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I have a WMI query that specifies time in this format '20090219000000.000000+480'

Can someone tell me what format this is, and does .NET have any built-in functionality to work with it?


This time value is from a sample query that I found. I don't know what time value was used to generate it. I just need to be able to convert a time value to this format.


I found out this time is in CIM_DATETIME format.

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up vote 15 down vote accepted

This looks like a standard date time string without any separators:



yyyy - The year in four digits.
MM - The numeric month. Single-digit months have a leading zero.
dd - The day of the month. Single-digit days have a leading zero.
hh - The hour in a 12-hour clock. Single-digit hours have a leading zero. (This could also be HH, which is the hour in a 24-hour clock with single-digit hours having a leading zero.)
mm - The minute. Single-digit minutes have a leading zero.
ffffff - The fraction of a second in six-digit precision.

The "+480" is most likely a timezone indicator, although not a standard one. Normally time zones are represented as hours (or hours and minutes) from UTC. This appears to probably only be minutes. As such, there is no standard format specifier.

The DateTime class in .NET is what you would use to work with this value. However, you would probably want to take the "+480" portion off before parsing the remaining string in to an actual DateTime variable. You can then adjust it to the correct timezone or perform the timezone conversion (from minutes to hours/minutes) ahead of time and change the "+480" to the correct timezone representation and then pass the whole thing to DateTime.Parse.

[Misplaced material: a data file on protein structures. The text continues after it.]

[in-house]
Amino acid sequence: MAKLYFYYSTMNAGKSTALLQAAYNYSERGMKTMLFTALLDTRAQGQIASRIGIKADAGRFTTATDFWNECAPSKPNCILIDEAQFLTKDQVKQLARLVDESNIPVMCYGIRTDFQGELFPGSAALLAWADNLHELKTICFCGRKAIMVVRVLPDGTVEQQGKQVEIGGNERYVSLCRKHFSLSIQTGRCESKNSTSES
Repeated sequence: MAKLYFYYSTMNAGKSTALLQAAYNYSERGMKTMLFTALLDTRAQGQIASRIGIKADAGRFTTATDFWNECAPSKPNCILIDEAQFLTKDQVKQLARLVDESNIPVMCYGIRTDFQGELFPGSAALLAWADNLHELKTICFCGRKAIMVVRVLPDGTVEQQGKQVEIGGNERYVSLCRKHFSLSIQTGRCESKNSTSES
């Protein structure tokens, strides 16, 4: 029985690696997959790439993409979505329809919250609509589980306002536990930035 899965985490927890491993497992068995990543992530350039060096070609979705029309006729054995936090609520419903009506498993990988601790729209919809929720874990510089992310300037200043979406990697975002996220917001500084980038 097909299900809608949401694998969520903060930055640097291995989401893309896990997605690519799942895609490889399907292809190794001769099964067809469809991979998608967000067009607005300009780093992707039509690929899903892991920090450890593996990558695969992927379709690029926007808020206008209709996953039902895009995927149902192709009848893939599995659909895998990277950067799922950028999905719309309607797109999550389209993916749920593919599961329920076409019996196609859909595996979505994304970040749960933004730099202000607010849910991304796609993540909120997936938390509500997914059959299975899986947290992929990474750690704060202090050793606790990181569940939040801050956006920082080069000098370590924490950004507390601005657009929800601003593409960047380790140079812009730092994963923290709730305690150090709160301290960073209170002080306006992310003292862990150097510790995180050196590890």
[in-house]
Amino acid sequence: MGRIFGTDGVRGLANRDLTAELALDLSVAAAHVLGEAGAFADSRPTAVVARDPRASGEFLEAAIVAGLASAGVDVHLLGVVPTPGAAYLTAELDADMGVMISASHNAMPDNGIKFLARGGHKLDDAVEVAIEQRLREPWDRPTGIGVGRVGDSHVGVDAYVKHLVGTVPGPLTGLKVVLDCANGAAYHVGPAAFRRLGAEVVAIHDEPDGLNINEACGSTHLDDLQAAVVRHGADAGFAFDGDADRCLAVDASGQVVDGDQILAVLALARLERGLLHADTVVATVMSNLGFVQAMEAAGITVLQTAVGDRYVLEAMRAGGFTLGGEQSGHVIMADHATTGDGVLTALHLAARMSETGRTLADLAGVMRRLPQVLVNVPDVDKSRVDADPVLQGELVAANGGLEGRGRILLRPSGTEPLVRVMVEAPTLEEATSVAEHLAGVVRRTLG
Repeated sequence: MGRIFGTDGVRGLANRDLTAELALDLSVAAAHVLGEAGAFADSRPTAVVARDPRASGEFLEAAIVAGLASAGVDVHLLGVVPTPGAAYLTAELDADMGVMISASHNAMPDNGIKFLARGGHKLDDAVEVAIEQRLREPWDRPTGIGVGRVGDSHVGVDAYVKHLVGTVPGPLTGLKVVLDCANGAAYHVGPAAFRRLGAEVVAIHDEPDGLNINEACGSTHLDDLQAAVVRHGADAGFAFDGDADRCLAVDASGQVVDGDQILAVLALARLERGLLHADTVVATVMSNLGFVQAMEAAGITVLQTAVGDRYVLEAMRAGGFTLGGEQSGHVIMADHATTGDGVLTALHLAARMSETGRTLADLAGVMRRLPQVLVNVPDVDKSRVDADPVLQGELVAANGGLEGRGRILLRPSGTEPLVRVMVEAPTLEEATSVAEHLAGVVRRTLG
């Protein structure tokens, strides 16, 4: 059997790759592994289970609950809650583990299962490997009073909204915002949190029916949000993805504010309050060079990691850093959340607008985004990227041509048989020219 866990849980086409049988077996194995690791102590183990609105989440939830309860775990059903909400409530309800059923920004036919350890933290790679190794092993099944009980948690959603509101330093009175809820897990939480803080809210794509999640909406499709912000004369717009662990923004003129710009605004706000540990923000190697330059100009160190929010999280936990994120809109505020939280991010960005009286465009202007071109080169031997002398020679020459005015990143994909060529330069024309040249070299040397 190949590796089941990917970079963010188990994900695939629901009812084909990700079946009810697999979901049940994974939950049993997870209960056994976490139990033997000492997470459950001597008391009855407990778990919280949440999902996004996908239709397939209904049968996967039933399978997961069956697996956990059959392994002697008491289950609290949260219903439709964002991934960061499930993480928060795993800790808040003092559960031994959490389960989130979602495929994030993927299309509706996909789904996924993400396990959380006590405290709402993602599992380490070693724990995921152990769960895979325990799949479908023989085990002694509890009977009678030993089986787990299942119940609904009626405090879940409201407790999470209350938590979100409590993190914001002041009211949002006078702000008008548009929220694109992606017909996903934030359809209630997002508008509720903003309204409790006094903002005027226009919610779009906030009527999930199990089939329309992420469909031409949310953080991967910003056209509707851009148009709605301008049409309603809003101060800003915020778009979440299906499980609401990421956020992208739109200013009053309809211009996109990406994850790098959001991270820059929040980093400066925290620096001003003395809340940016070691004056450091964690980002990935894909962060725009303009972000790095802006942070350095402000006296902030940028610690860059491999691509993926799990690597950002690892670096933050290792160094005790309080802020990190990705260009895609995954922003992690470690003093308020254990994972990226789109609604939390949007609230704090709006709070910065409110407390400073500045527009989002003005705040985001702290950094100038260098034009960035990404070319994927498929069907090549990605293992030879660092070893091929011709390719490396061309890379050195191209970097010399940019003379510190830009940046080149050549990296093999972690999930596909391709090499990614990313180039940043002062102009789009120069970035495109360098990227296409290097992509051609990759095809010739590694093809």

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As others have suggested the string is an example of DATETIME MOF data type. It is a fixed-length string and you can find details about its structure here. .Net uses System.Management namespace to access WMI and one of its classes is ManagementDateTimeConverter class which facilitates working with WMI datetime values.

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System.Management.ManagementDateTimeConverter.ToDateTime((string)result.GetPrope‌​rtyValue("TimeWritten")); Could have saved me an hour of writing it myself =P – Merlyn Morgan-Graham Jul 15 '10 at 1:28
I've been search for an hour for a way to convert this. Thanks Merlyn – Khalid Rahaman Aug 1 '10 at 23:06
Many thanks for referring to 'ManagementDateTimeConverter'! – Elena Oct 5 '12 at 10:16

Take a look at this link. Just by looking I'd say it's in a format of yyyyMMddhhmmss.[a whole bunch of 'f' characters].

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It would help if you told us was date it represented. It 2009 at the start suggests it may be YYYYMMDDHHMMSS.FFFFFF+TZ

(F= fraction of seconds, and TZ being difference from UTC in minute, so here, 6 hours)

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Need to be careful with the case of the characters. MM is month, where mm is minutes. – Jason Down Aug 29 '09 at 13:57
That wasn't intended as a format string, merely a (human readable) description. – James Curran Aug 30 '09 at 12:22

You can parse this with DateTime.ParseExact-Methode (String, String, IFormatProvider, DateTimeStyles)

The format string is "yyyyMMddHHmmss.ffffffzzz"

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